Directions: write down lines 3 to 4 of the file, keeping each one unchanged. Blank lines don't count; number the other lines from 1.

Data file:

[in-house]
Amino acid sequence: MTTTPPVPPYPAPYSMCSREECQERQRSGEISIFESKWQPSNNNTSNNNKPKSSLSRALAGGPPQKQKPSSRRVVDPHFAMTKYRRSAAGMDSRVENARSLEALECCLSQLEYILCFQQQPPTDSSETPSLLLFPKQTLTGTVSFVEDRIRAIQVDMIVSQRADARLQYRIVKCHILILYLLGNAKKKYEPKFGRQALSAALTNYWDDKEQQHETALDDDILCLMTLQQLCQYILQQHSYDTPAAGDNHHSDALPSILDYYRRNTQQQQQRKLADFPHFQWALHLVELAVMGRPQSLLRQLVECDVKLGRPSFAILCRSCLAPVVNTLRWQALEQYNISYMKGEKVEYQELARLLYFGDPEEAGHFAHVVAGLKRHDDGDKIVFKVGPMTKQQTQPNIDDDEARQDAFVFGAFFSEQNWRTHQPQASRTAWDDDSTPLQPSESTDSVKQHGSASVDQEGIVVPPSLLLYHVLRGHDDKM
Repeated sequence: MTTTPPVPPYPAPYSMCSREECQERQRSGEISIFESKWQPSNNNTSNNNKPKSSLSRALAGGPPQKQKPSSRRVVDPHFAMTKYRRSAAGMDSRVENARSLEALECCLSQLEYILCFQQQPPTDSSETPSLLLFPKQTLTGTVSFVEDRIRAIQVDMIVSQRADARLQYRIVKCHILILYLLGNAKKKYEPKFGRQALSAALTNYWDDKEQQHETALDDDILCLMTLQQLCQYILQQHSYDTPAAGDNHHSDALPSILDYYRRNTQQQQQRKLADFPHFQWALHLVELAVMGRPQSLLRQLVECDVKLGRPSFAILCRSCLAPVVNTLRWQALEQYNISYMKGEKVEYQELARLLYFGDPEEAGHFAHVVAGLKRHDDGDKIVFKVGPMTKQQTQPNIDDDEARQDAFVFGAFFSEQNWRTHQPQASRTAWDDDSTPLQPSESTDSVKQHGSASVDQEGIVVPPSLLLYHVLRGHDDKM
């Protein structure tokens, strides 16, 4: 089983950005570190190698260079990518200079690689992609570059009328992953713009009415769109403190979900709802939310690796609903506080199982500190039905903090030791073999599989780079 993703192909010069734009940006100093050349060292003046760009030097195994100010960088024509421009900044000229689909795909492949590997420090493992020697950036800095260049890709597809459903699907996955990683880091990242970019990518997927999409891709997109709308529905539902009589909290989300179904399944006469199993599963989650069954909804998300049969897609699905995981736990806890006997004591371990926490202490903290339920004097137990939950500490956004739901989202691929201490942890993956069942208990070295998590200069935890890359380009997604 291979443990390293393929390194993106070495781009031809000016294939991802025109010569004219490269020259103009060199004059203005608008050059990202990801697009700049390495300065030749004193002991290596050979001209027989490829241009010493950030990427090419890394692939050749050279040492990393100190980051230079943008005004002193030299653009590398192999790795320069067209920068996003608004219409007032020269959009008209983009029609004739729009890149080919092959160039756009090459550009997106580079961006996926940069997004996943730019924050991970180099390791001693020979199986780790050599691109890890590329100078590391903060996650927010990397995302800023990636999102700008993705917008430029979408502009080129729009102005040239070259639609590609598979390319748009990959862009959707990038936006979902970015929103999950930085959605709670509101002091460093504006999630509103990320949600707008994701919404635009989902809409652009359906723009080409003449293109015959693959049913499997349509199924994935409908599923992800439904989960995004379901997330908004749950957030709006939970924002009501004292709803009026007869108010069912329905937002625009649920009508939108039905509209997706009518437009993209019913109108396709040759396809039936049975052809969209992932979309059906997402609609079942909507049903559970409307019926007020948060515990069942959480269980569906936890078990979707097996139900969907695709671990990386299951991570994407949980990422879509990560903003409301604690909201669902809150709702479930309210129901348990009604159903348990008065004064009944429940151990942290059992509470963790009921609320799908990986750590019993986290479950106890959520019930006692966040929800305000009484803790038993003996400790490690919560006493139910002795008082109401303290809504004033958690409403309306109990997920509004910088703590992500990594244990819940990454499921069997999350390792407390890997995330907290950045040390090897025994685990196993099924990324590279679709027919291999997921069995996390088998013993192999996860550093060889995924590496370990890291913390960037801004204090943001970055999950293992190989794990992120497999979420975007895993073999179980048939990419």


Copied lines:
Repeated sequence: MTTTPPVPPYPAPYSMCSREECQERQRSGEISIFESKWQPSNNNTSNNNKPKSSLSRALAGGPPQKQKPSSRRVVDPHFAMTKYRRSAAGMDSRVENARSLEALECCLSQLEYILCFQQQPPTDSSETPSLLLFPKQTLTGTVSFVEDRIRAIQVDMIVSQRADARLQYRIVKCHILILYLLGNAKKKYEPKFGRQALSAALTNYWDDKEQQHETALDDDILCLMTLQQLCQYILQQHSYDTPAAGDNHHSDALPSILDYYRRNTQQQQQRKLADFPHFQWALHLVELAVMGRPQSLLRQLVECDVKLGRPSFAILCRSCLAPVVNTLRWQALEQYNISYMKGEKVEYQELARLLYFGDPEEAGHFAHVVAGLKRHDDGDKIVFKVGPMTKQQTQPNIDDDEARQDAFVFGAFFSEQNWRTHQPQASRTAWDDDSTPLQPSESTDSVKQHGSASVDQEGIVVPPSLLLYHVLRGHDDKM
């Protein structure tokens, strides 16, 4: 089983950005570190190698260079990518200079690689992609570059009328992953713009009415769109403190979900709802939310690796609903506080199982500190039905903090030791073999599989780079 993703192909010069734009940006100093050349060292003046760009030097195994100010960088024509421009900044000229689909795909492949590997420090493992020697950036800095260049890709597809459903699907996955990683880091990242970019990518997927999409891709997109709308529905539902009589909290989300179904399944006469199993599963989650069954909804998300049969897609699905995981736990806890006997004591371990926490202490903290339920004097137990939950500490956004739901989202691929201490942890993956069942208990070295998590200069935890890359380009997604 291979443990390293393929390194993106070495781009031809000016294939991802025109010569004219490269020259103009060199004059203005608008050059990202990801697009700049390495300065030749004193002991290596050979001209027989490829241009010493950030990427090419890394692939050749050279040492990393100190980051230079943008005004002193030299653009590398192999790795320069067209920068996003608004219409007032020269959009008209983009029609004739729009890149080919092959160039756009090459550009997106580079961006996926940069997004996943730019924050991970180099390791001693020979199986780790050599691109890890590329100078590391903060996650927010990397995302800023990636999102700008993705917008430029979408502009080129729009102005040239070259639609590609598979390319748009990959862009959707990038936006979902970015929103999950930085959605709670509101002091460093504006999630509103990320949600707008994701919404635009989902809409652009359906723009080409003449293109015959693959049913499997349509199924994935409908599923992800439904989960995004379901997330908004749950957030709006939970924002009501004292709803009026007869108010069912329905937002625009649920009508939108039905509209997706009518437009993209019913109108396709040759396809039936049975052809969209992932979309059906997402609609079942909507049903559970409307019926007020948060515990069942959480269980569906936890078990979707097996139900969907695709671990990386299951991570994407949980990422879509990560903003409301604690909201669902809150709702479930309210129901348990009604159903348990008065004064009944429940151990942290059992509470963790009921609320799908990986750590019993986290479950106890959520019930006692966040929800305000009484803790038993003996400790490690919560006493139910002795008082109401303290809504004033958690409403309306109990997920509004910088703590992500990594244990819940990454499921069997999350390792407390890997995330907290950045040390090897025994685990196993099924990324590279679709027919291999997921069995996390088998013993192999996860550093060889995924590496370990890291913390960037801004204090943001970055999950293992190989794990992120497999979420975007895993073999179980048939990419």